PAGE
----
The first visit of Mr. Coffin to the coast of Georgia was in 1910 to attend the Savannah Road Race. Early automobile manufacturers liked to test their latest models in races over winding dirt roads, and the race held at Savannah had attracted wide attention. Mr. and Mrs. Coffin made this trip to watch their cars perform, but making it a vacation trip in a way, coming in a leisurely journey by train. They immediately fell in love with the beauty and history of the Golden Isles of the Georgia coast. Being well able to afford a private island, like many of his rich friends already had, he purchased the 20,000 acres of marsh and highland that made up Sapelo Island from the five families who owned it. Thus, he had a vacation retreat, a showplace to entertain, and a reason to return often to the Georgia coast.
His real importance to St. Simons Island history, however, is the vision he had for development with the coming of the automobile roads. Soon after the end of World War I the mass sales of autos far surpassed the improvement of roads for their travel. Gradually a coastal highway began to inch down from the north, and it was only time until the now U.S. 17 would bring the tourists. He knew that there was money to be made in owning land in strategic places along such a highway, particularly in areas where there could be resort activity. So he purchased many tracts of land.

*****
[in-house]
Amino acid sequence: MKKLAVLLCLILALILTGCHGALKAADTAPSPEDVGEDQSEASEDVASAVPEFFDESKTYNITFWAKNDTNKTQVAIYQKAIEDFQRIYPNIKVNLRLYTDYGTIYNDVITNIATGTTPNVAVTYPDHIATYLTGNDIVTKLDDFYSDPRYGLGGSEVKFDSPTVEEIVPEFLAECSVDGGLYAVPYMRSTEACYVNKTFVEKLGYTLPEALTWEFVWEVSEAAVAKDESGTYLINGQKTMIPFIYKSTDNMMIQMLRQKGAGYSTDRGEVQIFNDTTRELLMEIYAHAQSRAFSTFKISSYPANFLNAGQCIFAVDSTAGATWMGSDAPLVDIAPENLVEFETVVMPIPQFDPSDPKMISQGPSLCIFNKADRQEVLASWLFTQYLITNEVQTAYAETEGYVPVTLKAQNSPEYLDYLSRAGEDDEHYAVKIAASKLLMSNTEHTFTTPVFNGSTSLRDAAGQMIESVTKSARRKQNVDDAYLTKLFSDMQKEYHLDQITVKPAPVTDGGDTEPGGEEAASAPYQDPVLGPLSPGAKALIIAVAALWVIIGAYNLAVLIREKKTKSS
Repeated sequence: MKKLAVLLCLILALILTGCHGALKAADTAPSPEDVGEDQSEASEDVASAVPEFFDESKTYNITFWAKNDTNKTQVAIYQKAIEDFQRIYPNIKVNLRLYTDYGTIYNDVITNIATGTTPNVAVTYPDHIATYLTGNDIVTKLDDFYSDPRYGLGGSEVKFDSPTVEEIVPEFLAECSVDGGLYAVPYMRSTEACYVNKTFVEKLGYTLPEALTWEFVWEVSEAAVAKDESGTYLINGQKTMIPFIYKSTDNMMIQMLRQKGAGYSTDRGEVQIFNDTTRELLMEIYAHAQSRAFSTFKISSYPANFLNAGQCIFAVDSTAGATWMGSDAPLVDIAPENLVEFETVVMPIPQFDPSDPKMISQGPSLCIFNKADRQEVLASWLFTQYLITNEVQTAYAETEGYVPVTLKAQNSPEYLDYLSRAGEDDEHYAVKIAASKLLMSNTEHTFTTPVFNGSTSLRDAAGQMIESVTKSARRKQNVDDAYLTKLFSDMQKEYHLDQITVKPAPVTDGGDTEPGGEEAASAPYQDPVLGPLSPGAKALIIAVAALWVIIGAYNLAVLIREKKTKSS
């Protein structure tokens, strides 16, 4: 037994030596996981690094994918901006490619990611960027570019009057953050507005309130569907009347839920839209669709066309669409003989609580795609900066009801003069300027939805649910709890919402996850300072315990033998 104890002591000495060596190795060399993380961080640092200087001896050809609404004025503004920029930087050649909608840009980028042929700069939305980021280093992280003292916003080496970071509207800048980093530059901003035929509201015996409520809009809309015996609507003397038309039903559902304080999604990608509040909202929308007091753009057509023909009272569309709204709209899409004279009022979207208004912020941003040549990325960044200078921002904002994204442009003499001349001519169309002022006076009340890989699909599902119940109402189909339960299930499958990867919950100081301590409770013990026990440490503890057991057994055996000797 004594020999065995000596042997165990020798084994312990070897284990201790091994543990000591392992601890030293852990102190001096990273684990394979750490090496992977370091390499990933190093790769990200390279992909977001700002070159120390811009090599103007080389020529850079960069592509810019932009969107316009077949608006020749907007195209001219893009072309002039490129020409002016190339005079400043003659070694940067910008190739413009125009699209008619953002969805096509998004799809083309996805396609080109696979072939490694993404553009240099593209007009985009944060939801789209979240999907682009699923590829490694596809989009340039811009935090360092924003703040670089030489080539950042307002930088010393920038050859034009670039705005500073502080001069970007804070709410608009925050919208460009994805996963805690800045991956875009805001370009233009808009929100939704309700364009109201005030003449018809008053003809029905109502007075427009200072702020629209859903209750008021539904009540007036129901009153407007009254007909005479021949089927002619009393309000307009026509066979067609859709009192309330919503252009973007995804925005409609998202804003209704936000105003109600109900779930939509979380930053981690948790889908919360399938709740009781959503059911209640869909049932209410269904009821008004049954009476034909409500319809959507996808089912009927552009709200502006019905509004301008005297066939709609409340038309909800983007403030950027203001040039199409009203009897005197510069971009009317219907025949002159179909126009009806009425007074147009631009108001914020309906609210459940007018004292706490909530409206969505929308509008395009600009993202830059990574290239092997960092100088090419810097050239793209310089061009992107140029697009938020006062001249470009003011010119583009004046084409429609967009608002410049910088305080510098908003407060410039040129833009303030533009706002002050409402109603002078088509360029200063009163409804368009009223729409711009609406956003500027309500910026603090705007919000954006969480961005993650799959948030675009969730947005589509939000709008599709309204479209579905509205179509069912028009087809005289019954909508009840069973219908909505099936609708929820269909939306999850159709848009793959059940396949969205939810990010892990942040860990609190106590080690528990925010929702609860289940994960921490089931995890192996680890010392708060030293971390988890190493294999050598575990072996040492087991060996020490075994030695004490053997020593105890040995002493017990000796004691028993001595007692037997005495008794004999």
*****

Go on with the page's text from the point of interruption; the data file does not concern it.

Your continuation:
The other factor in development of St. Simons Island, besides the coastal highway, was the building of a causeway. Imagine autos carrying carloads of people to the island in fifteen minutes, instead of the slow trip by ferry and then the lack of transportation after arriving at the pier!
No one knows who first thought of building a causeway to St. Simons Island. Probably across the years many people thought of this possibility. It has even been suggested that General Oglethorpe may have considered it as an escape avenue for his soldiers and colonists. Yet, the first person to talk about it long and loud enough to get movement in that direction was William T. McCormick in about the year 1920. No one would listen to him at first, but he continued to talk about it so much anyway that many people began to consider him slightly balmy. Finally, he did interest some investors in island property and access by a causeway. Money being so tight they planned for what seemed the shortest, less expensive route, which was from the coastal highway about ten miles north of Brunswick. They actually did begin construction by clearing a road from the highway to the marsh, but then running into difficulty and financial uncertainty, abandoned the project without ever getting out into the marsh.